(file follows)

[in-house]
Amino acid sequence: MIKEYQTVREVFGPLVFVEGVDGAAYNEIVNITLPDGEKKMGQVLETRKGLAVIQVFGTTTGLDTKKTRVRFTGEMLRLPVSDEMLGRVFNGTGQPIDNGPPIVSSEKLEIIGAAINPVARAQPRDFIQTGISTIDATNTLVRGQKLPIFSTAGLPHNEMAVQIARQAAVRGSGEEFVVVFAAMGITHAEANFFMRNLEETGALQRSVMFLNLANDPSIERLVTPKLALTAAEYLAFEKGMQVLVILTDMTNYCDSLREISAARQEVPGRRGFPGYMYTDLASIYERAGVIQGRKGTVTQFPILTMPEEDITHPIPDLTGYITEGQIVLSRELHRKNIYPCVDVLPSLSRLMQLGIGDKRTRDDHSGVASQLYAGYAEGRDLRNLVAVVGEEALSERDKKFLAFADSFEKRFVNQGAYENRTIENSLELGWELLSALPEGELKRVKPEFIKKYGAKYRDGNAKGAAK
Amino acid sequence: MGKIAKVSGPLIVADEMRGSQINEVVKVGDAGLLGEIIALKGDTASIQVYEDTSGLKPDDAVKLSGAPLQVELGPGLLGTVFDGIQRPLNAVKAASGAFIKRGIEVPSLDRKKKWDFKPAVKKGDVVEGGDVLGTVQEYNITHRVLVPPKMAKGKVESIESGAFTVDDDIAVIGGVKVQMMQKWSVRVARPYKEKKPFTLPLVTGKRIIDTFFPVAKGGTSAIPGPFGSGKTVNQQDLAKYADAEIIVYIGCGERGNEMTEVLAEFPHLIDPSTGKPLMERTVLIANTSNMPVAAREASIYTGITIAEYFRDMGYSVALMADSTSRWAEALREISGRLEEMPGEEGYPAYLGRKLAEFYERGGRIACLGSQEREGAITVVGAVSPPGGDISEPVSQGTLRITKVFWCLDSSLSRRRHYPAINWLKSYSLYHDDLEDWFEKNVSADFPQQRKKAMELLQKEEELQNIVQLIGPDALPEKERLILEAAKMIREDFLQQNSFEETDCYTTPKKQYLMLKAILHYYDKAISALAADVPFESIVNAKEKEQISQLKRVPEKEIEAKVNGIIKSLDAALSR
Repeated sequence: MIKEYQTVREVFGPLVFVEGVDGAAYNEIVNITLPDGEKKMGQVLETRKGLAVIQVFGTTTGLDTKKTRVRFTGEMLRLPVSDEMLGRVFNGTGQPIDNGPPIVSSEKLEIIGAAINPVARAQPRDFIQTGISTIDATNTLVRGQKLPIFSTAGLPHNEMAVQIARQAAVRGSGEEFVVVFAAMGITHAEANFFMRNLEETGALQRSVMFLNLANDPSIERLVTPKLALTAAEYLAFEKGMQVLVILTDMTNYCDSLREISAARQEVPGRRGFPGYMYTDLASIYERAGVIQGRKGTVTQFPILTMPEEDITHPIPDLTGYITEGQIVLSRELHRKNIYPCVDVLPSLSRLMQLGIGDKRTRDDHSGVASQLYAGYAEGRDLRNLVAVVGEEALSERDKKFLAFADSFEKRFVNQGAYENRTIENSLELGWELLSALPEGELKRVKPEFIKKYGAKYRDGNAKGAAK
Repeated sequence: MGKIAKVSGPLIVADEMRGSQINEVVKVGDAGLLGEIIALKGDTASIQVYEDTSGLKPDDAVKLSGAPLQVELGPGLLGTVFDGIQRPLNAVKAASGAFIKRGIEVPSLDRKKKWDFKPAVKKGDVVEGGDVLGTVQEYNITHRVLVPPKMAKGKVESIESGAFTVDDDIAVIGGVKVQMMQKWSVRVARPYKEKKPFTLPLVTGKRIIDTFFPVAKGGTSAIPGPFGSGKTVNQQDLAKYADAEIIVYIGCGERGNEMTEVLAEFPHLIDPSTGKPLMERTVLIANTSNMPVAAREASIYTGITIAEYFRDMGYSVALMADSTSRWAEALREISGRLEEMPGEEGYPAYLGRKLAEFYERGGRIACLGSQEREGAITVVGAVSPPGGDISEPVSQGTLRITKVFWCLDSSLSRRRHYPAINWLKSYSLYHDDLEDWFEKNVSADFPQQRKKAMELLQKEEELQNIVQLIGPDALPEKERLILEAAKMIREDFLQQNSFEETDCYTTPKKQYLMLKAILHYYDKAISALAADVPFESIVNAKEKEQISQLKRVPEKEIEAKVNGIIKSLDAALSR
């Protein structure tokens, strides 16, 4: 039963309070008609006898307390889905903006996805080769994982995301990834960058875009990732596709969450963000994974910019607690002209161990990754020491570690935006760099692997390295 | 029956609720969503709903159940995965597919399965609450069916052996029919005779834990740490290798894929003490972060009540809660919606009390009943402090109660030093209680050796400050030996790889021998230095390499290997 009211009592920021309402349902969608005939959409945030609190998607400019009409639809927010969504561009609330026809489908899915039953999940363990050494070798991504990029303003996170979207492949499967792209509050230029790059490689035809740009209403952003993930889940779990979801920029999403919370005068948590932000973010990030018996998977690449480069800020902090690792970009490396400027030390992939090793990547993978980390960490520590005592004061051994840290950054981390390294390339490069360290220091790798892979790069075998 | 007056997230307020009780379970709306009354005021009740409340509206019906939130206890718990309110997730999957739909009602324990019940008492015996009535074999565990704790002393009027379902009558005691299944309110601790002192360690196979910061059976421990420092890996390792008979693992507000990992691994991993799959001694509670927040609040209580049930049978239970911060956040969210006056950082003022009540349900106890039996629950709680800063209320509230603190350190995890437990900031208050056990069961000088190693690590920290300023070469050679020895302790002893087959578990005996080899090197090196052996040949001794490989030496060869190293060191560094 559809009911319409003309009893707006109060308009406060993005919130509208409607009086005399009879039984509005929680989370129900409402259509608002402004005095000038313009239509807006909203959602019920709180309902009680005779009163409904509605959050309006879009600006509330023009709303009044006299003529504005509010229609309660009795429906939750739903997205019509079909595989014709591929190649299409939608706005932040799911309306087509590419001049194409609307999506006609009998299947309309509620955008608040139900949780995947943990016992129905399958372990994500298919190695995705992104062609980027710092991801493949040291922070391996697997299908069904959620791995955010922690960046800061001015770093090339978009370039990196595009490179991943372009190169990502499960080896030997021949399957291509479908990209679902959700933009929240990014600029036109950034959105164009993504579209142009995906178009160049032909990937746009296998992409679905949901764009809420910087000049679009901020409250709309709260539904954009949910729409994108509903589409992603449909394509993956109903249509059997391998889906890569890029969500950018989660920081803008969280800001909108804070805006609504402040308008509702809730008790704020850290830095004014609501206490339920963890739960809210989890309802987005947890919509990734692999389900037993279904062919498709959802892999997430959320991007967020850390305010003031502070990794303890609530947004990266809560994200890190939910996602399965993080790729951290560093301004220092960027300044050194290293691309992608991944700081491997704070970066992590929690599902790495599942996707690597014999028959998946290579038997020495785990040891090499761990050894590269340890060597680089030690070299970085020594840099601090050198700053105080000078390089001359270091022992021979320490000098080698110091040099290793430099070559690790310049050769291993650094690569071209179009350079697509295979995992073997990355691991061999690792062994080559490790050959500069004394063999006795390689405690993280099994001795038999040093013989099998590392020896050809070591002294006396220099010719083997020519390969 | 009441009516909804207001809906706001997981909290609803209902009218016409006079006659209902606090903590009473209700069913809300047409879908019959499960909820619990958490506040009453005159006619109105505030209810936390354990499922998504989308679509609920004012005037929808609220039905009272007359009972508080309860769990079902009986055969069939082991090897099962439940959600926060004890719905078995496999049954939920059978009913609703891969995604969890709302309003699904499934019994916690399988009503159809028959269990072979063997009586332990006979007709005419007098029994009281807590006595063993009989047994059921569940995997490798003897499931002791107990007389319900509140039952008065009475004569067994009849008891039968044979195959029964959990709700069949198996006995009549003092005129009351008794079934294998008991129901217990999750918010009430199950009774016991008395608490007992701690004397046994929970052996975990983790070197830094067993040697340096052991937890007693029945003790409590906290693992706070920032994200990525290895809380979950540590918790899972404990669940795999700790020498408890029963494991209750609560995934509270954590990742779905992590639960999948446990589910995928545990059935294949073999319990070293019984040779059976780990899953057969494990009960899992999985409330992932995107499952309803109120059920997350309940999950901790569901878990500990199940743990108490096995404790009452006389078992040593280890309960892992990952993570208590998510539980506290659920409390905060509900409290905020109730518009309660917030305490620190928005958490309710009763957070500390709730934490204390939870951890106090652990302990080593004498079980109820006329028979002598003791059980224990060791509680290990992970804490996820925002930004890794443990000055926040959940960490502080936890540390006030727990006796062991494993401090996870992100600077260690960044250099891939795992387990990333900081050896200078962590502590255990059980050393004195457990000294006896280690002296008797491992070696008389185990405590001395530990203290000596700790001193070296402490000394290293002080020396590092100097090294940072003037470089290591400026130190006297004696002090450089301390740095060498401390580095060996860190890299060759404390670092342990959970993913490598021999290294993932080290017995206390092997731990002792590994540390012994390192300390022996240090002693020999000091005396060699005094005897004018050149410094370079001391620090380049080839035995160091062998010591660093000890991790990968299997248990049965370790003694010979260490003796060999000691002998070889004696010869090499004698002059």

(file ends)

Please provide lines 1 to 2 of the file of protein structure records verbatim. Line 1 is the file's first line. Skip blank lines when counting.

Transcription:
[in-house]
Amino acid sequence: MIKEYQTVREVFGPLVFVEGVDGAAYNEIVNITLPDGEKKMGQVLETRKGLAVIQVFGTTTGLDTKKTRVRFTGEMLRLPVSDEMLGRVFNGTGQPIDNGPPIVSSEKLEIIGAAINPVARAQPRDFIQTGISTIDATNTLVRGQKLPIFSTAGLPHNEMAVQIARQAAVRGSGEEFVVVFAAMGITHAEANFFMRNLEETGALQRSVMFLNLANDPSIERLVTPKLALTAAEYLAFEKGMQVLVILTDMTNYCDSLREISAARQEVPGRRGFPGYMYTDLASIYERAGVIQGRKGTVTQFPILTMPEEDITHPIPDLTGYITEGQIVLSRELHRKNIYPCVDVLPSLSRLMQLGIGDKRTRDDHSGVASQLYAGYAEGRDLRNLVAVVGEEALSERDKKFLAFADSFEKRFVNQGAYENRTIENSLELGWELLSALPEGELKRVKPEFIKKYGAKYRDGNAKGAAK